Developers are notorious for always taking the “learn-by-doing” approach to learning.
We often skim the API docs to get the basics, and then turn to our command line to start tinkering around with the code—with a bit of help from Google and Stack Overflow, of course.
Turns out though, that learning-by-doing is the most effective way for our brains to absorb information. Neuroscientists call this “experiential learning,” and have shown that the neural connections in our brain are strengthened by these sort of mental exercises, which means we learn faster when we learn this way.
So instead of pushing developers to simply RTFM, we should also be making it easier for them to jump in and learn how they learn best. That's why some of the best API docs include “QuickStarts”—tutorials that guide developers through a single call to the API. The point is to show the user how to do the simplest thing possible in the least possible number of steps.
The easier your API is to pick up and implement—the more people will take advantage of it. QuickStarts lower that barrier to entry, effectively marketing your API to the learn-by-doers (aka the majority of developers).
A Breakdown of QuickStarts
All QuickStarts try to get a developer started with the API as soon as possible—but there aren't any industry standards for how that can be achieved. Some API docs might provide you with a code-block that you can copy and paste into your command line, while others might guide you through the entire set-up of your dev environment.
Here are the two most effective ways to “QuickStart” a developer, and what they achieve:
- Let them learn the basics with some language-agnostic commands that they can run immediately. This is usually done through curl or Postman and lets the developer get their feet wet, with no setup necessary. This is mostly to see what kind of responses certain queries yield, without having to dive into the nitty-gritty just yet.
- Shorten the time to first “hello world” (TTFHW) with things like SDKs, wrappers, or even packages with sample projects. These tools are paired with a tutorial that guides the developer through making the first call with everything in place to make the second, should they continue using the API.
There are pluses and minuses to both approaches. The more steps involved in your QuickStart, the fewer developers will try their hand at it. On the other hand, the more specific a QuickStart is to a developer's use case, the more likely they are to see its relevant value.
Here are several examples of each kind of QuickStart, and why they're effective.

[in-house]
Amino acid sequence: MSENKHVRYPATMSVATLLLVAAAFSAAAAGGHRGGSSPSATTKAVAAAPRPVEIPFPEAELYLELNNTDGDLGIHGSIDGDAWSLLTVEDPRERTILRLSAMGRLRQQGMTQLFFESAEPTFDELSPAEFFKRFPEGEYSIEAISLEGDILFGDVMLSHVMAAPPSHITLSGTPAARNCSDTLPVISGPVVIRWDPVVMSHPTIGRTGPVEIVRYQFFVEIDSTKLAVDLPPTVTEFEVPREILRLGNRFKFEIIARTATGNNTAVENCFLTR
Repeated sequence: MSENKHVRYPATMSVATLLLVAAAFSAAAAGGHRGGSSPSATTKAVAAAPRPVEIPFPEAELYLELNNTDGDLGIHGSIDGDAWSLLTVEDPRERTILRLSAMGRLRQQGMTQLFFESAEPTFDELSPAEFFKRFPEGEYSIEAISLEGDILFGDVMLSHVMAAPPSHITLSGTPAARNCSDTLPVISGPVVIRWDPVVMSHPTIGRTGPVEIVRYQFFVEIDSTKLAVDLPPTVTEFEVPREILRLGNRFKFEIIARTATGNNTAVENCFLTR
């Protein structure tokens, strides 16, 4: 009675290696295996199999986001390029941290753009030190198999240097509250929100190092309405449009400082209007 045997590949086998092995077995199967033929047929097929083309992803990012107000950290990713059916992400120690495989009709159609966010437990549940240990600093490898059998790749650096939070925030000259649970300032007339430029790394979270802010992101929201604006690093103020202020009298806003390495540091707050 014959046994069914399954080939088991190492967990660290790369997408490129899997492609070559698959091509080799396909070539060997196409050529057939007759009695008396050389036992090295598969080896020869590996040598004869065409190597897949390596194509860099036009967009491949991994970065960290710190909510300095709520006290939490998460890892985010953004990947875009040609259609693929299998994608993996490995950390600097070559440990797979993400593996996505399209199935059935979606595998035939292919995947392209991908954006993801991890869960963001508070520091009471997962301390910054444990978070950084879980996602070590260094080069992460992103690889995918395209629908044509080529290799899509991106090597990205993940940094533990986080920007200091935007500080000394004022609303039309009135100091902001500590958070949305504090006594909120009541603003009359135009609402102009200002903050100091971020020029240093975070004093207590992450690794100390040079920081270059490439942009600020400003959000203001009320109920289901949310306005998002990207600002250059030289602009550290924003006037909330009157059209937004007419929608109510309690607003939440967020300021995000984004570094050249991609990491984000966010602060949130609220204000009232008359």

Let them learn the basics
One code snippet, ctrl+c, ctrl+v. That's pretty much the whole barrier to entry for this type of QuickStart. So a developer who's still making their mind up about your API isn't going to be discouraged because you're making him download a bunch of packages just to get the gist of how yours works.
A curl command can serve as your API's selling point. For the developer who isn't sure exactly what kind of response they'd be getting, they can jump in with no strings attached and check it out.
GitHub is famous for doing a lot of things right, and their “Getting Started” guide is no exception. They let you first test your setup—so that you don't attribute an error message to a bad setup, and then they give you a basic GET to try out.
The most useful part of this page is what comes after the curl commands.
The devs at GitHub broke down everything that you might find in a response header, so you can understand what to expect. It's the perfect pairing of simple, but thorough enough to get someone acquainted with the API.
Email optimization tool, Mailgun does a great job keeping their QuickStart as simple as possible. They walk you through sending an email with this single curl command:
Similar to GitHub, Mailgun provides a bit of elaboration on what this command will do. Instead of breaking down the responses, however, they explain what's happening on their end, giving you a bit more than a surface-level understanding of how their API works.
The fast-growing payments API, Square, gives an overview of their product before giving you a step-by-step guide to making your first HTTPS request.
This makes sure that the developers visiting the page are interested in the product's functionality before they start trying their hand at the API calls. From there, they run the reader through Authentication, and give them this curl command:
But the QuickStart doesn't end there. After they get the reader acquainted with how the commands work, they run them through the same type of call, but with Python code. This lets the developer choose how in-depth they want to go, without scaring away some less-experienced developers.
Clearbit has a slightly different approach to getting developers started with their API. Right on their API reference page, they have a button to “Run in Postman”—a tool that lets you try the HTTPS requests without having to set anything up or do any coding.